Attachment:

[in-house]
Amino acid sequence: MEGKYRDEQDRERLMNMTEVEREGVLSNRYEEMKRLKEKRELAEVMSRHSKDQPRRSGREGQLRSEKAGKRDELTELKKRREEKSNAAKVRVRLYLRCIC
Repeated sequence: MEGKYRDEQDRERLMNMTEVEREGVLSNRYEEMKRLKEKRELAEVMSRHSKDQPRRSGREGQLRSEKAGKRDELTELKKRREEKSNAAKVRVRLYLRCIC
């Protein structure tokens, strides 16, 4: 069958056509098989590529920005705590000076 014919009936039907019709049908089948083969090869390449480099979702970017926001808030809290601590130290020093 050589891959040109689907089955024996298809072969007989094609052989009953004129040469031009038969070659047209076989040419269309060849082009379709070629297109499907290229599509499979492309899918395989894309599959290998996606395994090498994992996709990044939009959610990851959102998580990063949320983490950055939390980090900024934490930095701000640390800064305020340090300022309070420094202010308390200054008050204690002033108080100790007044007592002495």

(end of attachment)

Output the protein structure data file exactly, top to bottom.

[in-house]
Amino acid sequence: MEGKYRDEQDRERLMNMTEVEREGVLSNRYEEMKRLKEKRELAEVMSRHSKDQPRRSGREGQLRSEKAGKRDELTELKKRREEKSNAAKVRVRLYLRCIC
Repeated sequence: MEGKYRDEQDRERLMNMTEVEREGVLSNRYEEMKRLKEKRELAEVMSRHSKDQPRRSGREGQLRSEKAGKRDELTELKKRREEKSNAAKVRVRLYLRCIC
């Protein structure tokens, strides 16, 4: 069958056509098989590529920005705590000076 014919009936039907019709049908089948083969090869390449480099979702970017926001808030809290601590130290020093 050589891959040109689907089955024996298809072969007989094609052989009953004129040469031009038969070659047209076989040419269309060849082009379709070629297109499907290229599509499979492309899918395989894309599959290998996606395994090498994992996709990044939009959610990851959102998580990063949320983490950055939390980090900024934490930095701000640390800064305020340090300022309070420094202010308390200054008050204690002033108080100790007044007592002495």